RAWALPINDI, Oct 3: As Eidul Azha is approaching fast, sacrificial animals have started reaching the city from various parts of the country.
However, the district health and livestock departments have failed to start vaccination of the animals to prevent the spread of Crimean-Congo Haemorrhagic Fever commonly known as Congo fever. This is despite the fact that two cases have so far been reported in the Rawalpindi division.
Visiting the city bazaars, one can see herds of cows, bulls, sheep and goats arriving in the city but the city government has not yet finalised the venues for the establishment of cattle markets. The herds were witnessed at Raja Bazaar, Sarafa Bazaar, Banni Chowk, Saidpur Road, Pirwadhai and adjoining areas in the morning.
The arrival of the animals created hurdles in the smooth flow of traffic but the city mangers have also turned a blind eye to the issue.
Health experts and Punjab agriculture department had warned the city government last month to make proper arrangements against the spread of Congo fever. They also advised the CDGR to take preventive measures and keep the sacrificial animals outside the city before being vaccinated.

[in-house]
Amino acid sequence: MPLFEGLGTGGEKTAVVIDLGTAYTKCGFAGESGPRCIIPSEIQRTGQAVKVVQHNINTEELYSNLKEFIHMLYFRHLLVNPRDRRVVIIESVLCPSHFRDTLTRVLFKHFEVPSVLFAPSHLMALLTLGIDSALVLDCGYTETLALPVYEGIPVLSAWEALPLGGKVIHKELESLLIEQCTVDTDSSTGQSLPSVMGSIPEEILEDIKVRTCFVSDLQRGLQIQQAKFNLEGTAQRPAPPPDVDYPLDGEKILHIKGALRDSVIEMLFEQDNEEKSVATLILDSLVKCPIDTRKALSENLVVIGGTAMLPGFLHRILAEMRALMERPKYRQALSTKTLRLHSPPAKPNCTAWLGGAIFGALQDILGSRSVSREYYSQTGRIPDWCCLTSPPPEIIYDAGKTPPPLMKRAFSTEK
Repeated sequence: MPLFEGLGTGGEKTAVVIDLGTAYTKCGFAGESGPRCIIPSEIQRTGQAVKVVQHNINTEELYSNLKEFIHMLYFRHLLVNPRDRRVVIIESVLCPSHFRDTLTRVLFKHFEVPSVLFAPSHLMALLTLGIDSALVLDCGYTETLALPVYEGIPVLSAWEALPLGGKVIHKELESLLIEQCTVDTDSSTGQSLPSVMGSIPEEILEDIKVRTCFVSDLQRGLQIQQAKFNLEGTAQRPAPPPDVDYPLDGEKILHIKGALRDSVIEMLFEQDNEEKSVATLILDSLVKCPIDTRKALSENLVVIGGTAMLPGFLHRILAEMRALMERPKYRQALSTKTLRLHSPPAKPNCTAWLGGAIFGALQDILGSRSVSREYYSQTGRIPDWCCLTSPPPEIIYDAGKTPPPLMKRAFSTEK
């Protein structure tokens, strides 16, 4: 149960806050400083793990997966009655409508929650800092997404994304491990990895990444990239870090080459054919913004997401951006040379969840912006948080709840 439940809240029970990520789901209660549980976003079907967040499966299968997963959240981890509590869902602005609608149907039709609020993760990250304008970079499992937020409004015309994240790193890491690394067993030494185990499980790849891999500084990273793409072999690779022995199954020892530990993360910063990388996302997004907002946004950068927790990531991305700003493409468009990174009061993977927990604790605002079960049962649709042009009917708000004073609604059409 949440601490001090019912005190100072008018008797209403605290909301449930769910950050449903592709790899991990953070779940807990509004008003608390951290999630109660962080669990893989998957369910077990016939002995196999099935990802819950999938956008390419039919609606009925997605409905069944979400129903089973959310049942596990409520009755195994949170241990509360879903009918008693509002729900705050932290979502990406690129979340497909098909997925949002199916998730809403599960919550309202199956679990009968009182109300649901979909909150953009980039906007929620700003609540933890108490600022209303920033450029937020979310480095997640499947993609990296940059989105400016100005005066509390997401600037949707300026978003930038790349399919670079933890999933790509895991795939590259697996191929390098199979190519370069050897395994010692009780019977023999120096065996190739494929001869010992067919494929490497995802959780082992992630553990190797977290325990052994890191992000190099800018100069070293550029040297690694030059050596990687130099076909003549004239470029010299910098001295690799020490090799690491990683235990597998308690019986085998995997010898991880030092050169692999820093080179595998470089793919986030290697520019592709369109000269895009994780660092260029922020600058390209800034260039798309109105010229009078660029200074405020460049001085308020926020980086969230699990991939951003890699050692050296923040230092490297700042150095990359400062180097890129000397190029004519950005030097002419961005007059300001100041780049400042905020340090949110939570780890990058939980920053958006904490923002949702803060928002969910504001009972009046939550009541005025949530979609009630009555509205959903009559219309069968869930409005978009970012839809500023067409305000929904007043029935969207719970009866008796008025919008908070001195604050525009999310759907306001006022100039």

Congo fever is a tick-borne viral disease found among domestic and wild animals that can also be transmitted to humans. It may be noted that in Rawalpindi, two confirmed Congo fever cases have been detected. One patient died while the other is still hospitalised.
An official of the health department said injection to avoid the Congo virus in animals would be administered two weeks before Eidul Azha. He said the agricultural department would have to start the work.
“Today is Ziqa’ad 15 and only 25 days are left for the Eidul Azha, there is a dire need to complete the vaccination within a week,” he said.
On the other hand, District Officer Livestock Liaquat Ali told Dawn that his department had started the spray in private houses in villages where people kept milch animals and cattle. “The injections are being administered to the animals at private houses but the department will start the vaccination and spray in the cattle markets when they are set up by the CDGR,” he said.
Executive District Officer Health Dr Zafar Iqbal Gondal was not available for comment. However, an official requesting not to be named told Dawn that no plan was made for the sacrificial animals as the staff was busy in dengue spray and polio vaccination.
Rawal Town Administrator Saif Anwar Jappa said they were waiting for the policy guidelines from the Punjab government for the establishment of cattle markets in or outside the city.
“We have a place at the newly-establish slaughter house at Railway Road and if the government allows the TMA, cattle market will be set up there,” he said and added that the TMA would not allow the establishment of cattle pens within the city.